Rosetta probe’s Philae lander is on its final approach to its target comet’s surface.
Update: While Rosetta and its Philae lander have successfully contacted the comet, the probe and the ESA are not quite out of the woods.
The Planetary Society’s Emily Lakdawalla is tweeting from the ESA control room, and her reports indicate that Philae isn’t securely embedded into the comet. After landing on Comet 67p, Philae was supposed to fire anchoring harpoons into the surface of the rock. Those harpoons did not fire after landing, nor is the hold-down thruster working.
While mission control is still figuring out these issues, and how to deal with stability going forward, the good news is the scientific instrument suite appears to be green across the board. Data is coming back from the comet, which is definitely a win.
In related news, the Space Foundation has issued an official high-five to the ESA, praising the Euro space programs involved for “achieving yet another milestone during this ambitious mission.”
Original Story: The ESA space-probe Rosetta is nearing the conclusion of its decade-long mission to track and land a probe on the comet 67P/Churyumov-Gerasimenko: Rosetta has deployed its lander, Philae, for descent to the comet’s surface.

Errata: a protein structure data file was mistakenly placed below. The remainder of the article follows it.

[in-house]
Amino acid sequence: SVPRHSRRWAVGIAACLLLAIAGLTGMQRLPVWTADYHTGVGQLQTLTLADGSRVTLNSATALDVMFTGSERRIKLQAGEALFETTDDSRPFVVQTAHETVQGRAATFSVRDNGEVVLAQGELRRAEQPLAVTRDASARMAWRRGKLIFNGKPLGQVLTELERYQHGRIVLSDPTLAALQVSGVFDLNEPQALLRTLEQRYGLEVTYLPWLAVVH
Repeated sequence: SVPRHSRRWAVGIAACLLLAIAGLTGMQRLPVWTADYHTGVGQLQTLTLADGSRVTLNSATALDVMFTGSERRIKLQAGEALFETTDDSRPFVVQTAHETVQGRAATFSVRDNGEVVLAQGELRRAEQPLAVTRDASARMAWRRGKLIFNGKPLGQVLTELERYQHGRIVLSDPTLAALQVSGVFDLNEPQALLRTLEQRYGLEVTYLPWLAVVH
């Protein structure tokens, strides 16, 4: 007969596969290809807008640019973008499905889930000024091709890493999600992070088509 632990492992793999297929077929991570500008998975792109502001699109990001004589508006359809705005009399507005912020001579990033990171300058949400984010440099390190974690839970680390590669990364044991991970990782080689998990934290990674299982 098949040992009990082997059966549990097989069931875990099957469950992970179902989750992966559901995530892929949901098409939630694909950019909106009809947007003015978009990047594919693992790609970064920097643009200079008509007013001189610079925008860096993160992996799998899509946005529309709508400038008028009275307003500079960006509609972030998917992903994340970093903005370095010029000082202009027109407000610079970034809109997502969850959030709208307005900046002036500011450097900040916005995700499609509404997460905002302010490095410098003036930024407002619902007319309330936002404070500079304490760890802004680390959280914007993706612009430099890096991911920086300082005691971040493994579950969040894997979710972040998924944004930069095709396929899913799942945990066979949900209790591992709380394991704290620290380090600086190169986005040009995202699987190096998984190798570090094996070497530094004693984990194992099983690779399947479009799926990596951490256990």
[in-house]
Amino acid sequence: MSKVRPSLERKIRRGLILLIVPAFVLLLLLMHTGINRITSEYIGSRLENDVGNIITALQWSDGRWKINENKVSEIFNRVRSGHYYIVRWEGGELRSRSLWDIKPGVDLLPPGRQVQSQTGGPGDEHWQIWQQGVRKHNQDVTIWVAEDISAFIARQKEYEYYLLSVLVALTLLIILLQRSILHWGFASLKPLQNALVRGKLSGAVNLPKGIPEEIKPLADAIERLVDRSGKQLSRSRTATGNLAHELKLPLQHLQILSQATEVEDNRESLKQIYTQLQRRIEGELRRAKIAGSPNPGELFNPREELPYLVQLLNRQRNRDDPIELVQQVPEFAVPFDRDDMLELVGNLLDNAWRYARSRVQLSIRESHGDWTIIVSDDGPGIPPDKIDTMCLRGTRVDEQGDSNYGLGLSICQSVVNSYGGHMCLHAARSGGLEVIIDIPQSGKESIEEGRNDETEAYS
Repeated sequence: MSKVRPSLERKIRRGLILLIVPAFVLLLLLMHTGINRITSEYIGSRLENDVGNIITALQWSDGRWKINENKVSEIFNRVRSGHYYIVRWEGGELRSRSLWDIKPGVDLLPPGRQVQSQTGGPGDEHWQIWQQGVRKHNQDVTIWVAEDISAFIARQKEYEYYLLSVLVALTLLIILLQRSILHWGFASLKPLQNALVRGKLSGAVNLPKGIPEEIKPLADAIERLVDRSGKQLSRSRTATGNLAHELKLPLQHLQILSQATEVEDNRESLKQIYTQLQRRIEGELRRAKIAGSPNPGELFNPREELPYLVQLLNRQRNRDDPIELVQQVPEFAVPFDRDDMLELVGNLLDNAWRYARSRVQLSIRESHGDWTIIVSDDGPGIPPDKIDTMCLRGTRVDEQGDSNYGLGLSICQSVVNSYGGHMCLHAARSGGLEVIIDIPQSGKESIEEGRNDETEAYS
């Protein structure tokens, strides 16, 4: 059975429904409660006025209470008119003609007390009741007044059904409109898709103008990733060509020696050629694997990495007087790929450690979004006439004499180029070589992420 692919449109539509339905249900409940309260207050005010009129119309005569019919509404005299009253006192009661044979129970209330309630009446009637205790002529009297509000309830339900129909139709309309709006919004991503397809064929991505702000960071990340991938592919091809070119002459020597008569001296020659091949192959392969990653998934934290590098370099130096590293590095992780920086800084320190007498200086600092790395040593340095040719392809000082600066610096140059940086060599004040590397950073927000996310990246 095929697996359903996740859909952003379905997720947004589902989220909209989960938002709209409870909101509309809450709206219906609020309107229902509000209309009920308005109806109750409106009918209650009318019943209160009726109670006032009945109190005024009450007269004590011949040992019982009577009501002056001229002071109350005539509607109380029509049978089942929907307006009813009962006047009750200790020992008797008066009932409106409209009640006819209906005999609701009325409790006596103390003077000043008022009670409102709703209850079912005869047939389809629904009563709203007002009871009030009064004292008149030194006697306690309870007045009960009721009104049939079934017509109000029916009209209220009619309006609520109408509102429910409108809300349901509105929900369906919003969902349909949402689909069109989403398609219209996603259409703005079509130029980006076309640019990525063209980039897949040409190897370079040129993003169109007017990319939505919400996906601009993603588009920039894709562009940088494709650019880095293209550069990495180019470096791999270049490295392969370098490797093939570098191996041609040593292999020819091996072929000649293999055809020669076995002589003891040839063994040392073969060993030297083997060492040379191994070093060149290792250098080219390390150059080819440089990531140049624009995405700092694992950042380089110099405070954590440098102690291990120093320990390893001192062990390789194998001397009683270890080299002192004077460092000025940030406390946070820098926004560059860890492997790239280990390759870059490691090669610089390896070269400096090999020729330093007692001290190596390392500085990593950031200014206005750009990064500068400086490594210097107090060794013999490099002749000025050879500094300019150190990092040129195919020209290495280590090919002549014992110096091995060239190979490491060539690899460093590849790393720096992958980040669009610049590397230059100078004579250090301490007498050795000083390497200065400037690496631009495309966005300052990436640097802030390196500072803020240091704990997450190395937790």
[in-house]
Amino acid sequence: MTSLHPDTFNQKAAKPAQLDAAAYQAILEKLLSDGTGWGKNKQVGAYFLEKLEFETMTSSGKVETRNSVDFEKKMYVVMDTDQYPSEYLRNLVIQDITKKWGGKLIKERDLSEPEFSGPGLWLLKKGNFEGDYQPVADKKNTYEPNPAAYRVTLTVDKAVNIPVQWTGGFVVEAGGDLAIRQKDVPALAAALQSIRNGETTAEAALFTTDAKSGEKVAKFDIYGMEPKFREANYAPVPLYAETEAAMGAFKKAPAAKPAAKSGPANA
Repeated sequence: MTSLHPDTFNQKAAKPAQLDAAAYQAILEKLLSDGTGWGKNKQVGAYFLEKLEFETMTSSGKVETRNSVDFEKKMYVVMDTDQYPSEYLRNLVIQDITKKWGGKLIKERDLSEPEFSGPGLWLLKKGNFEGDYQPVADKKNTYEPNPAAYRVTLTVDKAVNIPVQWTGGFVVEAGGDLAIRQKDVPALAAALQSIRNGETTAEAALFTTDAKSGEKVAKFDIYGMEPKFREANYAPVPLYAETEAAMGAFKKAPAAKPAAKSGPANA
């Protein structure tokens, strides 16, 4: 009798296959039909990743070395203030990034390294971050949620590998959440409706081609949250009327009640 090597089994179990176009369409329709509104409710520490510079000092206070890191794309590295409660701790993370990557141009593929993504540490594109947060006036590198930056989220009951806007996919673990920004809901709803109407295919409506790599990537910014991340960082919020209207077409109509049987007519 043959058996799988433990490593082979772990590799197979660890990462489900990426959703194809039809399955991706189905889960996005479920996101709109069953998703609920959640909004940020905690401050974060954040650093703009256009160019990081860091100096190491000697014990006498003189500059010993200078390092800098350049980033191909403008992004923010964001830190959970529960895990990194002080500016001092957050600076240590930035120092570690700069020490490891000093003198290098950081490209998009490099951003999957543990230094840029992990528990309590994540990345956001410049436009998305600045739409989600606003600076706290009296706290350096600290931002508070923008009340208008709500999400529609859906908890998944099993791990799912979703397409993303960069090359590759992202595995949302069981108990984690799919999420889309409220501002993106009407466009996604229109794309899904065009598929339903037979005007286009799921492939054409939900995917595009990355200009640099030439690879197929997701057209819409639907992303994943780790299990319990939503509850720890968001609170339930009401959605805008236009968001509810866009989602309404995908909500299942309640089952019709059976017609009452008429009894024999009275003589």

Rosetta was launched in 2004, and needed to orbit the Earth a total of three times in order to attain speeds necessary to catch up to and align orbits with Comet 67p. The probe has been in a kind of pseudo-hibernation for much of its journey in order to preserve power (it generates electricity from solar power, but would’ve been out of range of the sun for much of the mission) but “awoke” last January as it began its approach toward the comet.
If Philae successfully makes permanent contact with the surface of its target (not guaranteed, as the craft reportedly has issues with it’s thruster system) it will be the first spacecraft ever to land successfully on a comet – though NASA purposefully crashed a probe into one in 2005 in order to examine the celestial body’s core. Scientist’s believe that study of comets will allow them to observe “ingredients with which the solar system formed,” among other data.
Devin Connors contributed to this report.